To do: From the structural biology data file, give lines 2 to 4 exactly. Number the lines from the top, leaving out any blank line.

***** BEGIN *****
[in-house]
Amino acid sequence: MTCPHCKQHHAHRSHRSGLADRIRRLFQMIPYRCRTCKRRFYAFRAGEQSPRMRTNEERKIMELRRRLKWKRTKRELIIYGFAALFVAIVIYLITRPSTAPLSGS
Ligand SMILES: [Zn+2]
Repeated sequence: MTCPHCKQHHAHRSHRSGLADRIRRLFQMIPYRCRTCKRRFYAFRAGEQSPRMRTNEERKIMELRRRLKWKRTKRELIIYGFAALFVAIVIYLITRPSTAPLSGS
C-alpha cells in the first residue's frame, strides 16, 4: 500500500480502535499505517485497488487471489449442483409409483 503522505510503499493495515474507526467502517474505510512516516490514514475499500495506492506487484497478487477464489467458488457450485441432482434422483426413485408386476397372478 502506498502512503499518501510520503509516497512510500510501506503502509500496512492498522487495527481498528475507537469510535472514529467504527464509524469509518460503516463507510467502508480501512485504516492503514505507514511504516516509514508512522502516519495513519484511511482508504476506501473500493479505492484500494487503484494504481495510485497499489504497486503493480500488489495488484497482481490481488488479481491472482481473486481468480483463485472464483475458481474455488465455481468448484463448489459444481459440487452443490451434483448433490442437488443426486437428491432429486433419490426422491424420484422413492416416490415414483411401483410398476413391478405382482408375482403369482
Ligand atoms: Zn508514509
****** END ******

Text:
Amino acid sequence: MTCPHCKQHHAHRSHRSGLADRIRRLFQMIPYRCRTCKRRFYAFRAGEQSPRMRTNEERKIMELRRRLKWKRTKRELIIYGFAALFVAIVIYLITRPSTAPLSGS
Ligand SMILES: [Zn+2]
Repeated sequence: MTCPHCKQHHAHRSHRSGLADRIRRLFQMIPYRCRTCKRRFYAFRAGEQSPRMRTNEERKIMELRRRLKWKRTKRELIIYGFAALFVAIVIYLITRPSTAPLSGS